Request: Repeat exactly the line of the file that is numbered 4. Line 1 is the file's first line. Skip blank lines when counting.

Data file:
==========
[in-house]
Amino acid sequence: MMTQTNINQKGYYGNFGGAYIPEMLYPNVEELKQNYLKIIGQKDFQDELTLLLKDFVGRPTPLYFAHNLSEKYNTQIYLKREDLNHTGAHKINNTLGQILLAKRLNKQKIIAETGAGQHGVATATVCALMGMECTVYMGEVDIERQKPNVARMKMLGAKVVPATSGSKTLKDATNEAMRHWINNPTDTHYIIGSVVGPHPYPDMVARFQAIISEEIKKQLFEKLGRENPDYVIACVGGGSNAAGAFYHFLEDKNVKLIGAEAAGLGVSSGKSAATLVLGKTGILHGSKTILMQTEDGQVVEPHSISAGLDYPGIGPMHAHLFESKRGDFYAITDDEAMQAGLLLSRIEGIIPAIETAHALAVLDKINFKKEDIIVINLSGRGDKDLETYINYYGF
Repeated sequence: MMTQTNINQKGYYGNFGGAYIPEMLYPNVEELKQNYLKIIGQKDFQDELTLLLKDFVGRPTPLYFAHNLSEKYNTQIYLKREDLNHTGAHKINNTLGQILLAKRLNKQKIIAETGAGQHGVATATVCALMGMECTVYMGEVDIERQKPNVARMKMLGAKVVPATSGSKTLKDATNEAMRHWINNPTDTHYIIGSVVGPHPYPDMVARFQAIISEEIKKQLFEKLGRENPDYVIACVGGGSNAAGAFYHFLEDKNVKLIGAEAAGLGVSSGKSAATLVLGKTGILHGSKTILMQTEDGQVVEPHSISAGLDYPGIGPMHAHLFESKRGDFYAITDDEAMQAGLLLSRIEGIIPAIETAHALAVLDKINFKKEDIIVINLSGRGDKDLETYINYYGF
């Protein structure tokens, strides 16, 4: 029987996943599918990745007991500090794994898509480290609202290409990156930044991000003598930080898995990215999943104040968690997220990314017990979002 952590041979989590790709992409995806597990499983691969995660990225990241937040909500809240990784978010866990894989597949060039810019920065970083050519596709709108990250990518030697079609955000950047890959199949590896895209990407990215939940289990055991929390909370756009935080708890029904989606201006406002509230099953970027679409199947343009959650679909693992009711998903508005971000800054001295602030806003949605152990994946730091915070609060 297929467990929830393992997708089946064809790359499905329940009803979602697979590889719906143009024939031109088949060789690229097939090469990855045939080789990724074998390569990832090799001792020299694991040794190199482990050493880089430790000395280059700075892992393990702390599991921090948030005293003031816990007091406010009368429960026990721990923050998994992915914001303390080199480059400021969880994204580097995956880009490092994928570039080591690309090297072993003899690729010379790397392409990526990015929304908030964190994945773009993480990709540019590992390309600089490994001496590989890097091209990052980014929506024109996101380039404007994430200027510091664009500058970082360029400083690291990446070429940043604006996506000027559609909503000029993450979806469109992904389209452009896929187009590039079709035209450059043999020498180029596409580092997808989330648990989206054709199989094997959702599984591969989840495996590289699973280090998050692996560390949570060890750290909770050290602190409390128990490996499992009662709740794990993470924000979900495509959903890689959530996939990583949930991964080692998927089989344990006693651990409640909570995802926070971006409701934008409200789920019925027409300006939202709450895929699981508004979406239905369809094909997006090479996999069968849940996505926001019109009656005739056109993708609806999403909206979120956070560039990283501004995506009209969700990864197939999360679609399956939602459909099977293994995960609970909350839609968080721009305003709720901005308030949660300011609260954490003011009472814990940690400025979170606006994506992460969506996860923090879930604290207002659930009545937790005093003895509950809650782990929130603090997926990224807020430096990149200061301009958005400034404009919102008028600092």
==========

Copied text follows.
């Protein structure tokens, strides 16, 4: 029987996943599918990745007991500090794994898509480290609202290409990156930044991000003598930080898995990215999943104040968690997220990314017990979002 952590041979989590790709992409995806597990499983691969995660990225990241937040909500809240990784978010866990894989597949060039810019920065970083050519596709709108990250990518030697079609955000950047890959199949590896895209990407990215939940289990055991929390909370756009935080708890029904989606201006406002509230099953970027679409199947343009959650679909693992009711998903508005971000800054001295602030806003949605152990994946730091915070609060 297929467990929830393992997708089946064809790359499905329940009803979602697979590889719906143009024939031109088949060789690229097939090469990855045939080789990724074998390569990832090799001792020299694991040794190199482990050493880089430790000395280059700075892992393990702390599991921090948030005293003031816990007091406010009368429960026990721990923050998994992915914001303390080199480059400021969880994204580097995956880009490092994928570039080591690309090297072993003899690729010379790397392409990526990015929304908030964190994945773009993480990709540019590992390309600089490994001496590989890097091209990052980014929506024109996101380039404007994430200027510091664009500058970082360029400083690291990446070429940043604006996506000027559609909503000029993450979806469109992904389209452009896929187009590039079709035209450059043999020498180029596409580092997808989330648990989206054709199989094997959702599984591969989840495996590289699973280090998050692996560390949570060890750290909770050290602190409390128990490996499992009662709740794990993470924000979900495509959903890689959530996939990583949930991964080692998927089989344990006693651990409640909570995802926070971006409701934008409200789920019925027409300006939202709450895929699981508004979406239905369809094909997006090479996999069968849940996505926001019109009656005739056109993708609806999403909206979120956070560039990283501004995506009209969700990864197939999360679609399956939602459909099977293994995960609970909350839609968080721009305003709720901005308030949660300011609260954490003011009472814990940690400025979170606006994506992460969506996860923090879930604290207002659930009545937790005093003895509950809650782990929130603090997926990224807020430096990149200061301009958005400034404009919102008028600092």